Jane McGary
Mon, 02 Feb 2004 10:53:45 PST
Kathy Stokmanis did not indicate where she lives, but her mentioning 
gophers in her question about predators suggests she is in western North 

In my experience snowdrops are not preyed on by mammals of any kind, or by 
slugs. Their main predator is the large bulb fly, or narcissus fly, which 
is widespread in the western USA and, I assume, western Canada, as well as 
in Britain and Europe; I don't know if it is in other places. Snowdrops 
planted in shady areas seem to be protected from these insects to some 
extent, as do narcissus. Valuable snowdrops can be covered with Reemay or 
some other cover that is permeable to air but not to insects when they are 
through flowering and the leaves begin to soften, but before they turn 
yellow. I have now grouped my potted snowdrops to facilitate this and after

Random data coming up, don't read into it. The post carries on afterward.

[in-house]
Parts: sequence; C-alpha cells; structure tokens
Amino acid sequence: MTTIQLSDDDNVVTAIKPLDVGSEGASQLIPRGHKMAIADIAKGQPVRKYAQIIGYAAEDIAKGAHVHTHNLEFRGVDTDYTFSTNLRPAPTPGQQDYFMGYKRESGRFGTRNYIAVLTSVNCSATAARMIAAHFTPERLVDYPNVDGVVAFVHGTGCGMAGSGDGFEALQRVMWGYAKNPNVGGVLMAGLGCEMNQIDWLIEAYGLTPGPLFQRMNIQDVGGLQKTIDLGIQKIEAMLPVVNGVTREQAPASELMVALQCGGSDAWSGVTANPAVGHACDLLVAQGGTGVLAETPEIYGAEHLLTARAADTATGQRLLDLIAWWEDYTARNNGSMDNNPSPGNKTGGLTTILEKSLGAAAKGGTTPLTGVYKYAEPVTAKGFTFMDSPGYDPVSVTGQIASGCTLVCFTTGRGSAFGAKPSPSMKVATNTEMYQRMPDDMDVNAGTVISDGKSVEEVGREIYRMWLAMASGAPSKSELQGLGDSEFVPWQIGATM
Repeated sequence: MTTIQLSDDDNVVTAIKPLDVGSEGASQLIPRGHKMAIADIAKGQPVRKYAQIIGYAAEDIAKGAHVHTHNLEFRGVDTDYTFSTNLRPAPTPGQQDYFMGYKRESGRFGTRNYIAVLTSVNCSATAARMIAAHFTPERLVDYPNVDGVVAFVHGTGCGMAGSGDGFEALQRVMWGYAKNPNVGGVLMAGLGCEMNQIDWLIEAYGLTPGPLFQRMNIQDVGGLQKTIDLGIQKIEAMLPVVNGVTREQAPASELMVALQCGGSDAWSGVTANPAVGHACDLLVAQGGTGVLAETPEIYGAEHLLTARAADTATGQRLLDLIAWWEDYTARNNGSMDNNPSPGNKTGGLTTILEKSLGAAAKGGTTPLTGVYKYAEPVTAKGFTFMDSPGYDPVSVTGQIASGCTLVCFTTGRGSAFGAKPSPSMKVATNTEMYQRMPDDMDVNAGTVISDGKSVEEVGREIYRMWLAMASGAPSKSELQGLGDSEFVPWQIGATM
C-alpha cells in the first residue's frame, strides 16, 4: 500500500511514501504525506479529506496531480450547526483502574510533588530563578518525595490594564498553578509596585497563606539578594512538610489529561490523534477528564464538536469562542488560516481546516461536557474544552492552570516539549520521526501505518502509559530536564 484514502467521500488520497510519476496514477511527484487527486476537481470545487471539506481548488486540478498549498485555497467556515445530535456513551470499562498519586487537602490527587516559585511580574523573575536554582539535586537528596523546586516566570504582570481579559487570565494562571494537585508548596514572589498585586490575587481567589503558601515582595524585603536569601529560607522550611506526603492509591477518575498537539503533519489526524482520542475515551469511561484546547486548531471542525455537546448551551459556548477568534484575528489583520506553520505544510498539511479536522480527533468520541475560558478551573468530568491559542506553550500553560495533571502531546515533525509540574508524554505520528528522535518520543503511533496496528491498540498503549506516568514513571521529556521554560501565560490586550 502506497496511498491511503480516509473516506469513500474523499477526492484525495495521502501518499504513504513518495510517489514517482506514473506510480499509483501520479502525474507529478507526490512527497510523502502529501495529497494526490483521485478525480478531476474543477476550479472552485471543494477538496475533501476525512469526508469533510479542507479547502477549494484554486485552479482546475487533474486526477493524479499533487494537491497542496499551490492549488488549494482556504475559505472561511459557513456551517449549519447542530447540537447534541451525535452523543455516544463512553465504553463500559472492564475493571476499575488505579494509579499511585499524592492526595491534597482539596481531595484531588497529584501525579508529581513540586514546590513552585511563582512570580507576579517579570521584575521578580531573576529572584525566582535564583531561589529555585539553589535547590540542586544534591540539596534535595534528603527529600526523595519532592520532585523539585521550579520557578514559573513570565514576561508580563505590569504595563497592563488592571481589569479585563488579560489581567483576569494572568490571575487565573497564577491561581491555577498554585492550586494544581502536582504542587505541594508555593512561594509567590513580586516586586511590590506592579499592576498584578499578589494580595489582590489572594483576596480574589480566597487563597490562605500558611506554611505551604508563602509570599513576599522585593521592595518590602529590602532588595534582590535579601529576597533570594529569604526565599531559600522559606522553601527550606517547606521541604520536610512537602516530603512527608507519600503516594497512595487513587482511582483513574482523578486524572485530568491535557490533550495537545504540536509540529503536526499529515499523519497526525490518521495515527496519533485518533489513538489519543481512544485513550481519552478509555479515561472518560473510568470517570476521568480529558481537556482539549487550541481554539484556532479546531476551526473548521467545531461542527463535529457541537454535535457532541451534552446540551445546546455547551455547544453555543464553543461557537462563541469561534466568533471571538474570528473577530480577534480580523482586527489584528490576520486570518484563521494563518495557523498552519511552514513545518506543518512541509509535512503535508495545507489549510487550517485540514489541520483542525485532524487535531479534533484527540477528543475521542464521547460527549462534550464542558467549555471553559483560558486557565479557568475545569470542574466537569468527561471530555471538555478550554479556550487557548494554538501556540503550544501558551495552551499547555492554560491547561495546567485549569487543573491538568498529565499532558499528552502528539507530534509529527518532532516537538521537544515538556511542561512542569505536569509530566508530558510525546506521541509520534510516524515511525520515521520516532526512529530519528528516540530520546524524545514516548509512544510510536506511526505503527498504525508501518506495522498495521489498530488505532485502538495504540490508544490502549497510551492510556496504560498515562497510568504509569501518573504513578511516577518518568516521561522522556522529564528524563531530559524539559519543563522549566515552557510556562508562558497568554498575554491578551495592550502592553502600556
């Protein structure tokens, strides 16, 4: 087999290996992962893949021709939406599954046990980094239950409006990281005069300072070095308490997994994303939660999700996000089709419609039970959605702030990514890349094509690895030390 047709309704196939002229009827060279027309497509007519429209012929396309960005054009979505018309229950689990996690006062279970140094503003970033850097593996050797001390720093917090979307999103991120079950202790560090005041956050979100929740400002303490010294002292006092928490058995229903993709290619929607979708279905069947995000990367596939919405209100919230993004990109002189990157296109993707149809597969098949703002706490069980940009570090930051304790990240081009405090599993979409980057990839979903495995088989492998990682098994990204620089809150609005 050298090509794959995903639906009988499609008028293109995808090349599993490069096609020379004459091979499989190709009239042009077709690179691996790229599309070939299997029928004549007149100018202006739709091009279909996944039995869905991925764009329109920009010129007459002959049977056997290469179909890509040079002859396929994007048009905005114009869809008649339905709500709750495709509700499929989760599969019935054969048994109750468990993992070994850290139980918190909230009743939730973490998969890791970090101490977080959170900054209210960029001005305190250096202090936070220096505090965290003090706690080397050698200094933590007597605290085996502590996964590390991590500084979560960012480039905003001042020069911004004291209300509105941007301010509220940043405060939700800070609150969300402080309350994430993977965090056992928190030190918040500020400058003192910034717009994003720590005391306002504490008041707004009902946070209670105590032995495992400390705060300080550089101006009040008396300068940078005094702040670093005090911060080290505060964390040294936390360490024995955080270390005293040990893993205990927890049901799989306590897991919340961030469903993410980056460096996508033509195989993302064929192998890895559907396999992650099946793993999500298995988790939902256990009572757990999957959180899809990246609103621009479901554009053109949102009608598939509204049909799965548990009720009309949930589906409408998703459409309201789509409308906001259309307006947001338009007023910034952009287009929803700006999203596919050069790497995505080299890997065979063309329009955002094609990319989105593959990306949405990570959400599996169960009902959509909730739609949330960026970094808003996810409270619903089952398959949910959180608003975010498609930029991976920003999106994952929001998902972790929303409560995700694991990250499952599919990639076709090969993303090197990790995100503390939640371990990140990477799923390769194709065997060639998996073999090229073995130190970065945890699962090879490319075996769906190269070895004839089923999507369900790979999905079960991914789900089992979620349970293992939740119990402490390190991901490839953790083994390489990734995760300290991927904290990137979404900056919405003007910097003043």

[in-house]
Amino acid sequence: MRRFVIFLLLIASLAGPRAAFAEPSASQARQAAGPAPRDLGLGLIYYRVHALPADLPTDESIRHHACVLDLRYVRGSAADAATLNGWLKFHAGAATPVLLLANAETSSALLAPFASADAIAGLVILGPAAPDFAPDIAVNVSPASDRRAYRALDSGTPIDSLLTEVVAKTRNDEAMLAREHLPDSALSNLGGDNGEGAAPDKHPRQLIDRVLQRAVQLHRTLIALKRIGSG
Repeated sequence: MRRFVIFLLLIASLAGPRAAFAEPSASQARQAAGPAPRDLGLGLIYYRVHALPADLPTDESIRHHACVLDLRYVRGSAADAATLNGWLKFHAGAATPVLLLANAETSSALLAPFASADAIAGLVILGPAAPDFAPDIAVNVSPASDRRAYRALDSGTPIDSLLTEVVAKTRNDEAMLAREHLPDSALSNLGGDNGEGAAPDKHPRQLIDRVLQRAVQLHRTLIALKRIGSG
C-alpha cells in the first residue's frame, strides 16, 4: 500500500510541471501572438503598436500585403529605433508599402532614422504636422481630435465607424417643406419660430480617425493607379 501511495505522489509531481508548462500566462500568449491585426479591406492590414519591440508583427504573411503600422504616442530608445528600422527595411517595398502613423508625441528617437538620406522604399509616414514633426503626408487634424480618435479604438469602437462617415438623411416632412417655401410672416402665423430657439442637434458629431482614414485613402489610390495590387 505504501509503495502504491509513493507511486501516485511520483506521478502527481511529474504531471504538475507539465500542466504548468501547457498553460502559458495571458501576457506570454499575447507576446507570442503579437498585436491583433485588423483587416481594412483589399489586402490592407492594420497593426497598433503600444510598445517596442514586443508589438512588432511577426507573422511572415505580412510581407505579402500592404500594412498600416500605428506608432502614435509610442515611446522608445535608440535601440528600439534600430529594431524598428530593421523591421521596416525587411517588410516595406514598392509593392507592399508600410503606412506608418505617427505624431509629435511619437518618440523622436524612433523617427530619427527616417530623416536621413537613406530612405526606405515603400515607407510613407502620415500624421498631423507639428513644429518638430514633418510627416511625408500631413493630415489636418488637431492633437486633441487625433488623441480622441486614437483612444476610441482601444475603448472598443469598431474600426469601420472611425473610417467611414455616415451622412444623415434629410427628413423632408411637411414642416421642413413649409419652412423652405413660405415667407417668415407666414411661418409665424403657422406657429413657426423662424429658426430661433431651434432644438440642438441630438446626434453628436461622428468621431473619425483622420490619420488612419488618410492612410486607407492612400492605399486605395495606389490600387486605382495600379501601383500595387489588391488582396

just one year had almost no infestation.

North American gardeners who wish to acquire connoisseurs' Galanthus can 
buy them from the Temple Nursery, Box 591, Trumansburg, NY 14886; catalog 
$2, no e-mail. Mr. Lyman, the proprietor, ships them "in the green" (in 
growth) after the older British method, but all those I bought survived. 
The prices are very, very high, but I felt I ought to buy some to thank Mr. 
Lyman for contributing to the Rock Garden Quarterly. (There is a lesson in 
that for some of you -- start writing and send your catalogs, though I 
won't go so far as to buy a Crinum or Lycoris!) My own summer list includes 
a few species and cultivars, shipped dormant in slightly moist medium, and 
no, I won't have G. reginae-olgae in 2004, you must wait until 2005 and 
make juju against the bulb fly.

In flower here on February 1 are Galanthus fosteri, 'Magnet', 'Atkinsii', 
G. nivalis 'Simplex' (whatever that is), G. plicatus 'Dionysus', and G. 
elwesii (larger form) in the garden, and quite a number of smaller or 
recently acquired  ones in pots.

Jane McGary
Northwestern Oregon, USA

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